Re: [TLS] chairs - please shutdown wiretapping discussion...

Christian Huitema <huitema@huitema.net> Tue, 11 July 2017 19:11 UTC

Return-Path: <huitema@huitema.net>
X-Original-To: tls@ietfa.amsl.com
Delivered-To: tls@ietfa.amsl.com
Received: from localhost (localhost [127.0.0.1]) by ietfa.amsl.com (Postfix) with ESMTP id 664BD12EC44 for <tls@ietfa.amsl.com>; Tue, 11 Jul 2017 12:11:19 -0700 (PDT)
X-Virus-Scanned: amavisd-new at amsl.com
X-Spam-Flag: NO
X-Spam-Score: -2.601
X-Spam-Level:
X-Spam-Status: No, score=-2.601 tagged_above=-999 required=5 tests=[BAYES_00=-1.9, RCVD_IN_DNSWL_LOW=-0.7, SPF_PASS=-0.001] autolearn=ham autolearn_force=no
Received: from mail.ietf.org ([4.31.198.44]) by localhost (ietfa.amsl.com [127.0.0.1]) (amavisd-new, port 10024) with ESMTP id epdzqFcN2yrX for <tls@ietfa.amsl.com>; Tue, 11 Jul 2017 12:11:17 -0700 (PDT)
Received: from mx36-42.antispamcloud.com (mx36-42.antispamcloud.com [209.126.121.30]) (using TLSv1.2 with cipher ECDHE-RSA-AES256-GCM-SHA384 (256/256 bits)) (No client certificate requested) by ietfa.amsl.com (Postfix) with ESMTPS id 7DFF0129B66 for <tls@ietf.org>; Tue, 11 Jul 2017 12:11:17 -0700 (PDT)
Received: from xsmtp06.mail2web.com ([168.144.250.232]) by mx36.antispamcloud.com with esmtps (TLSv1:AES256-SHA:256) (Exim 4.86) (envelope-from <huitema@huitema.net>) id 1dV0Z1-0001dF-L9 for tls@ietf.org; Tue, 11 Jul 2017 21:11:16 +0200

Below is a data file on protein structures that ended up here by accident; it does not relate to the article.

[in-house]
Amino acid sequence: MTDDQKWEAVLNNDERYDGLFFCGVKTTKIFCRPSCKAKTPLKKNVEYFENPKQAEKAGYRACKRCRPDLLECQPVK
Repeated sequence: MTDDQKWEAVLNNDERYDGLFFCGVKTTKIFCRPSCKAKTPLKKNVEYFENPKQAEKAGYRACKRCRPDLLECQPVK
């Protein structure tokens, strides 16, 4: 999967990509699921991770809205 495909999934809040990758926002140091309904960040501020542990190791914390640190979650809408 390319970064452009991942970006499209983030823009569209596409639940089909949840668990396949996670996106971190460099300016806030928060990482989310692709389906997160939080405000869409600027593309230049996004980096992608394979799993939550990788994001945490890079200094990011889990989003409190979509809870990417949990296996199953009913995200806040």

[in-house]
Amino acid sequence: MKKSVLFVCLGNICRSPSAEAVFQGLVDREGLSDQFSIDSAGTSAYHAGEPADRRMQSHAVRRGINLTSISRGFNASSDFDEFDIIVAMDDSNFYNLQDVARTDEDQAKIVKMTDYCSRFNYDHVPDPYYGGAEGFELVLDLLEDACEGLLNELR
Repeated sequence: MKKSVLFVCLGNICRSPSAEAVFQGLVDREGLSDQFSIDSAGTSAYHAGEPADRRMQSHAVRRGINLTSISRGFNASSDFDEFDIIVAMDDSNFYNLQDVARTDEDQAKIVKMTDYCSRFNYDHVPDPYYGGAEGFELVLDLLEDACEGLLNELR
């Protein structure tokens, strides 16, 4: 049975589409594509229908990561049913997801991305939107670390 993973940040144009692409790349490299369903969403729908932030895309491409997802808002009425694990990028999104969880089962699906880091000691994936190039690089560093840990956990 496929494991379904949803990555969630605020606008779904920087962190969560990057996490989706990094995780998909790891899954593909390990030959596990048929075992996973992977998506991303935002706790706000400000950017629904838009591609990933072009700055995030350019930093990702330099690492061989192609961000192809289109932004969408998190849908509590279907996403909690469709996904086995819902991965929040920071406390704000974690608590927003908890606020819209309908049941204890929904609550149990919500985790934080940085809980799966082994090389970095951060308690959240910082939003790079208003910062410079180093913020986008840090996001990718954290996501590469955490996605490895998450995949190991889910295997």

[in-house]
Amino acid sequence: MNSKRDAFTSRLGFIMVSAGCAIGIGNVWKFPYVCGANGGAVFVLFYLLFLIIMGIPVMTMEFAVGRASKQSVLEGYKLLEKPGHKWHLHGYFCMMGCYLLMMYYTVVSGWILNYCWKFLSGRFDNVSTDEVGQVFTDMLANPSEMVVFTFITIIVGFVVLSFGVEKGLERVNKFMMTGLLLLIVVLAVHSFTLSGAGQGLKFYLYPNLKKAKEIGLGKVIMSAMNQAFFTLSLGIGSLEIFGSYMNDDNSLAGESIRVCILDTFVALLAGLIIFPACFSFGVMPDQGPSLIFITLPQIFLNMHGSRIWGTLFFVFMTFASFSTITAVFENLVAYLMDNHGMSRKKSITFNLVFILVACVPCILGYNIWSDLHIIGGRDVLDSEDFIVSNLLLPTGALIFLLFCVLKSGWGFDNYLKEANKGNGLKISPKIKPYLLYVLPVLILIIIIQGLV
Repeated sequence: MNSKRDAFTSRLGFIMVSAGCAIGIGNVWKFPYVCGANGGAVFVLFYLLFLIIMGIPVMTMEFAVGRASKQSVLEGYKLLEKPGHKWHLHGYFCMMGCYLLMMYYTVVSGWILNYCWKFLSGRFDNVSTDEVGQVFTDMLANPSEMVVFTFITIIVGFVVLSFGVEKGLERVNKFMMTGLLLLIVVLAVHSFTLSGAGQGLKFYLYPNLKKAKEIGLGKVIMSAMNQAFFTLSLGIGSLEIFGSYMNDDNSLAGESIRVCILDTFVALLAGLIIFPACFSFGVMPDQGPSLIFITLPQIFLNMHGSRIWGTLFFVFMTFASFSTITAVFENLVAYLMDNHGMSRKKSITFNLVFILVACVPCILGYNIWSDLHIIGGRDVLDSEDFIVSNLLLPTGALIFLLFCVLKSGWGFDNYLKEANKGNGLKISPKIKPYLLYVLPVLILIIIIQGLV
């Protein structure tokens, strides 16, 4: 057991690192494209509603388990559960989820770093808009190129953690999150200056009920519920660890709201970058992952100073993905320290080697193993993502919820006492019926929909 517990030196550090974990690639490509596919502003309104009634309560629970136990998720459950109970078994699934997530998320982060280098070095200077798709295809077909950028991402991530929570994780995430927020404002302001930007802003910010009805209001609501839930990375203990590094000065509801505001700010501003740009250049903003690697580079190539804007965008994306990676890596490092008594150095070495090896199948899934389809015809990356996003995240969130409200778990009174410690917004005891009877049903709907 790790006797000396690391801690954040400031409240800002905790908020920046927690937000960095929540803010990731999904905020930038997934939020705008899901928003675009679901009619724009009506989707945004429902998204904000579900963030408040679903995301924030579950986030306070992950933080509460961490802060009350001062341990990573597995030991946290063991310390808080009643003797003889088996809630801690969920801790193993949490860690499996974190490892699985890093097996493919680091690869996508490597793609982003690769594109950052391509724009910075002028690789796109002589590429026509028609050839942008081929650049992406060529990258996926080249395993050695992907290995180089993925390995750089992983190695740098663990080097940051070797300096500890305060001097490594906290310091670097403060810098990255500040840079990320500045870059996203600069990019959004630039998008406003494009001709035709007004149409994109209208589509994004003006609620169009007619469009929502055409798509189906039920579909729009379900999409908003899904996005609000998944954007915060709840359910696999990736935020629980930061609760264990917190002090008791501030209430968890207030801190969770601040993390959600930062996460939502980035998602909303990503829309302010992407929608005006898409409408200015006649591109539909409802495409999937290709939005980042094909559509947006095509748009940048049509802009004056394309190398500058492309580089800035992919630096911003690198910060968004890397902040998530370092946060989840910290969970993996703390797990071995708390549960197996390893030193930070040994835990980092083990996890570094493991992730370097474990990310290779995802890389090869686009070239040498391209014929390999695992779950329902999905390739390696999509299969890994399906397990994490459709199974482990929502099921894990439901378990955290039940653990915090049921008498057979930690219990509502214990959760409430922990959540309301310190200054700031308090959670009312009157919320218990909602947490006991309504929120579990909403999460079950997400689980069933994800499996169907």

Received: from [10.5.2.12] (helo=xmail02.myhosting.com) by xsmtp06.mail2web.com with esmtps (TLS-1.0:DHE_RSA_AES_256_CBC_SHA1:32) (Exim 4.63) (envelope-from <huitema@huitema.net>) id 1dV0Yz-0004Yk-EV for tls@ietf.org; Tue, 11 Jul 2017 15:11:14 -0400
Received: (qmail 908 invoked from network); 11 Jul 2017 19:11:11 -0000
Received: from unknown (HELO [192.168.1.103]) (Authenticated-user:_huitema@huitema.net@[172.56.42.115]) (envelope-sender <huitema@huitema.net>) by xmail02.myhosting.com (qmail-ldap-1.03) with ESMTPA for <tls@ietf.org>; 11 Jul 2017 19:11:11 -0000
To: tls@ietf.org
References: <E9640B43-B3AD-48D7-910D-F284030B5466@nist.gov> <CY4PR14MB13688370E0544C9B84BB52A3D7A90@CY4PR14MB1368.namprd14.prod.outlook.com> <9693fc25-6444-e066-94aa-47094700f188@cs.tcd.ie> <CY4PR14MB1368BA01881DD9495FE86DF0D7A90@CY4PR14MB1368.namprd14.prod.outlook.com> <d806a69c-af30-c963-a361-91075332a61b@cs.tcd.ie> <F87D7646-DC53-4EF8-A2D8-D0939A0FB351@vigilsec.com> <b9001044-83d7-805c-2a49-c2780401bbf8@cs.tcd.ie> <C4125902-CA3A-4EA8-989B-8B1CE41598FB@fugue.com> <0c87999c-9d84-9eac-c2c4-0f1fc8a70bdb@cs.tcd.ie> <6DA3E09E-5523-4EB2-88F0-2C4429114805@fugue.com>
From: Christian Huitema <huitema@huitema.net>
Message-ID: <fa6e64a2-b1c8-9c55-799b-b687b830a246@huitema.net>
Date: Tue, 11 Jul 2017 12:11:09 -0700
User-Agent: Mozilla/5.0 (Windows NT 10.0; WOW64; rv:45.0) Gecko/20100101 Thunderbird/45.8.0
MIME-Version: 1.0
In-Reply-To: <6DA3E09E-5523-4EB2-88F0-2C4429114805@fugue.com>
Content-Type: text/plain; charset=utf-8
Content-Transfer-Encoding: quoted-printable
X-Originating-IP: 168.144.250.232
X-SpamExperts-Domain: xsmtpout.mail2web.com
X-SpamExperts-Username: 168.144.250.0/24
Authentication-Results: antispamcloud.com; auth=pass smtp.auth=168.144.250.0/24@xsmtpout.mail2web.com
X-SpamExperts-Outgoing-Class: unsure
X-SpamExperts-Outgoing-Evidence: Combined (0.40)
X-Recommended-Action: accept